I am using MSAVI2 (Modified Soil Adjusted Vegetation Index 2) to analyze different land cover classes for a study area in southern Africa. The Land cover classes were taken from a Planet Labs RapidEye satellite image captured during the Rainy Season in early 2018 but the values don't make sense as they are above accepted limit of 1.0:

Mean MSAVI2 Values for Rainy Season:
Heavy Vegetation areas:  1.232  
Light Vegetation areas:  1.086

MSAVI values should be in the range of -1.0 to +1.0, but these values are well beyond +1.0. I checked my calculations and they seem fine (no errors). Also I noticed that distribution of the values for all my Rainy Season image bands are not normally distributed but they all skew to the left. For example the Red band has this left-skew:

enter image description here

Does MSAVI2 and similar vegetation index calculations require normally distributted values? It seems that the moisture (rainy season) in the landscape is skewing the satellite reflectance values in this image.

I ran the same MSAVI2 calculation on a Dry Season image for the same area, and the values fall in the expected range:

Mean MSAVI2 values for Dry Season:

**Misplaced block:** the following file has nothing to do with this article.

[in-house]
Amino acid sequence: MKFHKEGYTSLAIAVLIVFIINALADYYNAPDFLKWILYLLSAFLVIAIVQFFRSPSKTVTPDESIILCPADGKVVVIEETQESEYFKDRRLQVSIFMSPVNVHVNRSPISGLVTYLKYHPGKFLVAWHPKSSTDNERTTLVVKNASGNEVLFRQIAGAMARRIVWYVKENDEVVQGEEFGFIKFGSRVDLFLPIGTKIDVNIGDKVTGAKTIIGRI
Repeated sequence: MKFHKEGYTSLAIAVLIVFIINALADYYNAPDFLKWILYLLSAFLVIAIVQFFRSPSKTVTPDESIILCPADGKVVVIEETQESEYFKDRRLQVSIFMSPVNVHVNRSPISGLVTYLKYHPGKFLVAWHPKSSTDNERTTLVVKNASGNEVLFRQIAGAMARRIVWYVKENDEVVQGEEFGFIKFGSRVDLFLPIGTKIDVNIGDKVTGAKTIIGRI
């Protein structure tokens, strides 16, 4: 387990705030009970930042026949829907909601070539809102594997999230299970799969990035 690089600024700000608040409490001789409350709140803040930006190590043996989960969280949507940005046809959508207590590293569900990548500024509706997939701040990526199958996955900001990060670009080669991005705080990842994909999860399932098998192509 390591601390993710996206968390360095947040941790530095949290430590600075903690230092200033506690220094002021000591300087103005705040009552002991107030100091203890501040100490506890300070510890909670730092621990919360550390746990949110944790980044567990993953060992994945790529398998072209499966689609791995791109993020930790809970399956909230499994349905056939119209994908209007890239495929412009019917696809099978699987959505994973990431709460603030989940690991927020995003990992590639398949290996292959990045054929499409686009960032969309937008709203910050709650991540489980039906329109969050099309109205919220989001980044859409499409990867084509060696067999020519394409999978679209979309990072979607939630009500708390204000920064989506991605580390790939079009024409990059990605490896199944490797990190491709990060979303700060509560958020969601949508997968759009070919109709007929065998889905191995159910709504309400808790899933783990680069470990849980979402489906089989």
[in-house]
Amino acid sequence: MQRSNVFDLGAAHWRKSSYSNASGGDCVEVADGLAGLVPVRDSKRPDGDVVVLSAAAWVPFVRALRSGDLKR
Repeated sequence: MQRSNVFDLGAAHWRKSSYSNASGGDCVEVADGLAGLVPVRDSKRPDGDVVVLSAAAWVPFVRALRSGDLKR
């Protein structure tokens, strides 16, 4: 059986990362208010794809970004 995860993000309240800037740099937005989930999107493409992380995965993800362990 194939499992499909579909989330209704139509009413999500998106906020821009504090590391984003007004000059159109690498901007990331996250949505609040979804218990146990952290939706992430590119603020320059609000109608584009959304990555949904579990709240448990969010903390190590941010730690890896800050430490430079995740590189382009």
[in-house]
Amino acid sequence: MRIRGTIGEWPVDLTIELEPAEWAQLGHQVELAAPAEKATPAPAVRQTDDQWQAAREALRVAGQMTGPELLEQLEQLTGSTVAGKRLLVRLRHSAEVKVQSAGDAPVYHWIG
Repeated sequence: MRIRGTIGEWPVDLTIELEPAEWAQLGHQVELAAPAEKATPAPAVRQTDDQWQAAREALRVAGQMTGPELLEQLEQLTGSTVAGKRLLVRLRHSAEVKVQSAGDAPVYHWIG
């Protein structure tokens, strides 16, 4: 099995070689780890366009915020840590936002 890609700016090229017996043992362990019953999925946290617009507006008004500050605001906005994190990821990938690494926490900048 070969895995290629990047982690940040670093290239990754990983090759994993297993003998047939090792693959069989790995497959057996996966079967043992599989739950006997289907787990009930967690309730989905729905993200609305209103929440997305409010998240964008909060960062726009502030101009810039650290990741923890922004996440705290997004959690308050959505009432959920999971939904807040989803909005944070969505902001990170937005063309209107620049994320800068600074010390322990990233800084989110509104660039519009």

Heavy Vegetation areas:  0.81
Light Vegetation areas:  0.56

Also the dry season image has normally distributed values for all of the satellite image bands so I'm wondering if moisture from the rainy season is distorting the MSAVI 2 values.


1 Answer 1


This index has a slope correction so is not bound to a theoretical -1 to 1 range. Just for reference, here is the pseudo-code for the MSAVI2 that does not require the estimation of L. You may want to either check it against your code or, if using a software function, manually derive the index to see if it makes a difference.

msavi2 = (2 * nir + 1 - sqrt( (2 * nir + 1)^2 - 8 * (nir - red) )) / 2 

I have found that, in many cases, the Modified Triangular Vegetation Index 2 (MTVI) performs better than MSAVI in arid systems.

    mtvi = 1.5 * (1.2 * (nir - green) - 2.5 * (red - green)) / 
           sqrt( (2 * nir + 1)^2 - (6 * nir - 5 * sqrt(red) - 0.5) )


Haboudane, D., et al. (2004) Hyperspectral Vegetation Indices and Novel Algorithms for Predicting Green LAI of Crop Canopies: Modeling and Validation in the Context of Precision Agriculture. Remote Sensing of Environment 90:337-352.

Qi J., Kerr Y., Chehbouni A., (1994). External factor consideration in vegetation index development. Proc. of Physical Measurements and Signatures in Remote Sensing, ISPRS, 723-730.


Your Answer

By clicking “Post Your Answer”, you agree to our terms of service, privacy policy and cookie policy

Not the answer you're looking for? Browse other questions tagged or ask your own question.